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Miss Widdecombe: On a point of order, Madam Deputy Speaker. We considered seriously whether we could extend the debate, but as I am sure the House will appreciate, there is an equally important debate to follow. The reason why time has been so short is that a whole hour was taken up by, admittedly, a very important statement. As a Front-Bench Member, I regret that. I tried to gallop through, but those on the Government Benches were not entirely appreciative of that, as the hon. Member for Islington, North (Mr. Corbyn) will recall.
Madam Deputy Speaker: That is not a point of order for the Chair. I know that Mr. Speaker has imposed a time limit of 10 minutes. In the brief time that is left, perhaps hon. Members will impose an even shorter time limit on themselves.
Mr. Corbyn: Thank you, Madam Deputy Speaker. Injury time for that intervention, please.
We have a responsibility in the House, as does anyone in public life, to be very careful about the language that we use when describing asylum seekers and the problems faced by them. As the hon. Member for Taunton (Jackie Ballard) mentioned, the topic even gets into soap operas. Hon. Members should think about the language that they use, and the racist abuse that is meted out against asylum seekers on the streets of our big cities every night of the week. I think of the stabbing of Cumali Sinangali that took place over the Christmas weekend, and going back some years, I think of a Kurdish man, Shiho Iyuguven, whose family I got to know well, who took his life because of the way in which he had been treated in this country, and the family's fear.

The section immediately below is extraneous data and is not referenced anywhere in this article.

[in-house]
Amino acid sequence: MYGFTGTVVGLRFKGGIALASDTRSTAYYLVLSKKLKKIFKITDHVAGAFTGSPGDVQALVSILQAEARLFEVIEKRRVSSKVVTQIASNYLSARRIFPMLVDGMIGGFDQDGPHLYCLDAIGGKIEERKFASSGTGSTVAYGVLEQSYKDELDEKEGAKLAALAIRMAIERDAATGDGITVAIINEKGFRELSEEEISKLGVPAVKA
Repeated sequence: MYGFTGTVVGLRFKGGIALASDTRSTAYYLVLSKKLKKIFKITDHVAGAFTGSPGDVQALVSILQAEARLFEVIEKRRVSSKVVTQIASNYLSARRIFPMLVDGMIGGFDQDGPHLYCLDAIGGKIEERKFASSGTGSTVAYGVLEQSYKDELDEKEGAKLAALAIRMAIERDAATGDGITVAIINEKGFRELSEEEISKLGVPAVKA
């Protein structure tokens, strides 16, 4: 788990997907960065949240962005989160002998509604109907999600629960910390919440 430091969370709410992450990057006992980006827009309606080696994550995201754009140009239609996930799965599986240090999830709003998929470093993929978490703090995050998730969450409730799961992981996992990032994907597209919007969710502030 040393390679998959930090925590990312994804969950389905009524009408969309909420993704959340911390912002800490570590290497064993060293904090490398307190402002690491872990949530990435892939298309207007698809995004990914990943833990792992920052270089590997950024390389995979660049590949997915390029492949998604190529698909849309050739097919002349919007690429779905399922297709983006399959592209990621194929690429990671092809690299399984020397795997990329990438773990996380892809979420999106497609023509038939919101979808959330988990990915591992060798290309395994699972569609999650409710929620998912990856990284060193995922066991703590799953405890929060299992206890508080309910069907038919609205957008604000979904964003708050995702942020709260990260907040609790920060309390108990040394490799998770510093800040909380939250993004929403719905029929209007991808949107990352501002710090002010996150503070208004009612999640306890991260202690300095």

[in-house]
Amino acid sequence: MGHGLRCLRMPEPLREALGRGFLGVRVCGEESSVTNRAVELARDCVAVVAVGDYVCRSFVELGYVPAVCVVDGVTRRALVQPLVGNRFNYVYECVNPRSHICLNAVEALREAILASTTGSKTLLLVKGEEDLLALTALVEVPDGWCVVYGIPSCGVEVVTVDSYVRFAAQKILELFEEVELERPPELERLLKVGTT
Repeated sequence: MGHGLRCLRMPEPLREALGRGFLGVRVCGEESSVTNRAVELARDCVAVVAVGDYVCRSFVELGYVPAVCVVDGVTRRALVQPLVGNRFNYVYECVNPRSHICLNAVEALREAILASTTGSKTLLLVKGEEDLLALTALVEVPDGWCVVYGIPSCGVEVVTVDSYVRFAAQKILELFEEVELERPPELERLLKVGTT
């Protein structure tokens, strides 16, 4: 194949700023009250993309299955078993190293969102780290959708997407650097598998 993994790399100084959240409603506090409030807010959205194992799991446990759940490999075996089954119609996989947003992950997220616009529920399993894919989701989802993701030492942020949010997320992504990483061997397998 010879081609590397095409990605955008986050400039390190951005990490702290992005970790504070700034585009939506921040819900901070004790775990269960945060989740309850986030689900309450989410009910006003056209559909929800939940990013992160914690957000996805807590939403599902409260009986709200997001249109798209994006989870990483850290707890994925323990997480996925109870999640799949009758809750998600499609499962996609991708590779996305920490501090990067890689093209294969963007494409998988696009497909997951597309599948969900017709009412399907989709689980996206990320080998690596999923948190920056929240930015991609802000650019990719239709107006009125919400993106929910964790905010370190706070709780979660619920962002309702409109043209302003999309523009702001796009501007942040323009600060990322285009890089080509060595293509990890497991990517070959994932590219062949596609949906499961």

We should remember that most asylum seekers have come to Britain to seek a place of refuge and a place of safety because of the abuse of their human rights in the society from which they came. The abusive language used towards asylum seekers encourages racist attacks, xenophobic attitudes, and very bad attitudes, right down to the school playground, in respect of asylum seekers' children. We should remember that and be extremely careful.
If the right hon. Member for Maidstone and The Weald (Miss Widdecombe) has any doubts about the reasons why people seek asylum, I urge her to take a few hours to read the Human Rights Watch report 2000. The opening pages are dedicated to a series of maps showing countries where there are major abuses of human rights, lesser abuses of human rights and very few abuses. The right hon. Lady will see that in the majority of countries of the world, people suffer major abuses of human rights.